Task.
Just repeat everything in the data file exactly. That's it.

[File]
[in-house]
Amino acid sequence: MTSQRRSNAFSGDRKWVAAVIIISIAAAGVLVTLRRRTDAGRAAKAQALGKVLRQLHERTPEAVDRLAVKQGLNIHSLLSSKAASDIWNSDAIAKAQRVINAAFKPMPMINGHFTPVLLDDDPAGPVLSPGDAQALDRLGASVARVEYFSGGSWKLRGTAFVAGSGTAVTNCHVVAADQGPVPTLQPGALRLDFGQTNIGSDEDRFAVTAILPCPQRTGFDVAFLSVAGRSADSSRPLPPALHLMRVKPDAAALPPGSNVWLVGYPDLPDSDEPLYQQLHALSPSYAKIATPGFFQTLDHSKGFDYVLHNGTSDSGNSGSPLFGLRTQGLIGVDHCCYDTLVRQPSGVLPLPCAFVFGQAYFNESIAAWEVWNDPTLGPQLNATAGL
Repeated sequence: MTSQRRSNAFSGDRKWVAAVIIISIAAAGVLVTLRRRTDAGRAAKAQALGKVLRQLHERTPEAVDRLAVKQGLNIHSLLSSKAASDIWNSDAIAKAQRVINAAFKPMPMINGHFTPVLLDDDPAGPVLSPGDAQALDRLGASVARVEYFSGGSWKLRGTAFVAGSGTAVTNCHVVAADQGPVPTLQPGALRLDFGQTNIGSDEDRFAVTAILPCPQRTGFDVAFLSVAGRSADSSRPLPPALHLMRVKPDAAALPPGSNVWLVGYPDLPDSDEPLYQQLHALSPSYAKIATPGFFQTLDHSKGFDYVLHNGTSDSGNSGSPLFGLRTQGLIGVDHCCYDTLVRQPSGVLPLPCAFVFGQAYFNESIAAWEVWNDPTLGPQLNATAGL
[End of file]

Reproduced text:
[in-house]
Amino acid sequence: MTSQRRSNAFSGDRKWVAAVIIISIAAAGVLVTLRRRTDAGRAAKAQALGKVLRQLHERTPEAVDRLAVKQGLNIHSLLSSKAASDIWNSDAIAKAQRVINAAFKPMPMINGHFTPVLLDDDPAGPVLSPGDAQALDRLGASVARVEYFSGGSWKLRGTAFVAGSGTAVTNCHVVAADQGPVPTLQPGALRLDFGQTNIGSDEDRFAVTAILPCPQRTGFDVAFLSVAGRSADSSRPLPPALHLMRVKPDAAALPPGSNVWLVGYPDLPDSDEPLYQQLHALSPSYAKIATPGFFQTLDHSKGFDYVLHNGTSDSGNSGSPLFGLRTQGLIGVDHCCYDTLVRQPSGVLPLPCAFVFGQAYFNESIAAWEVWNDPTLGPQLNATAGL
Repeated sequence: MTSQRRSNAFSGDRKWVAAVIIISIAAAGVLVTLRRRTDAGRAAKAQALGKVLRQLHERTPEAVDRLAVKQGLNIHSLLSSKAASDIWNSDAIAKAQRVINAAFKPMPMINGHFTPVLLDDDPAGPVLSPGDAQALDRLGASVARVEYFSGGSWKLRGTAFVAGSGTAVTNCHVVAADQGPVPTLQPGALRLDFGQTNIGSDEDRFAVTAILPCPQRTGFDVAFLSVAGRSADSSRPLPPALHLMRVKPDAAALPPGSNVWLVGYPDLPDSDEPLYQQLHALSPSYAKIATPGFFQTLDHSKGFDYVLHNGTSDSGNSGSPLFGLRTQGLIGVDHCCYDTLVRQPSGVLPLPCAFVFGQAYFNESIAAWEVWNDPTLGPQLNATAGL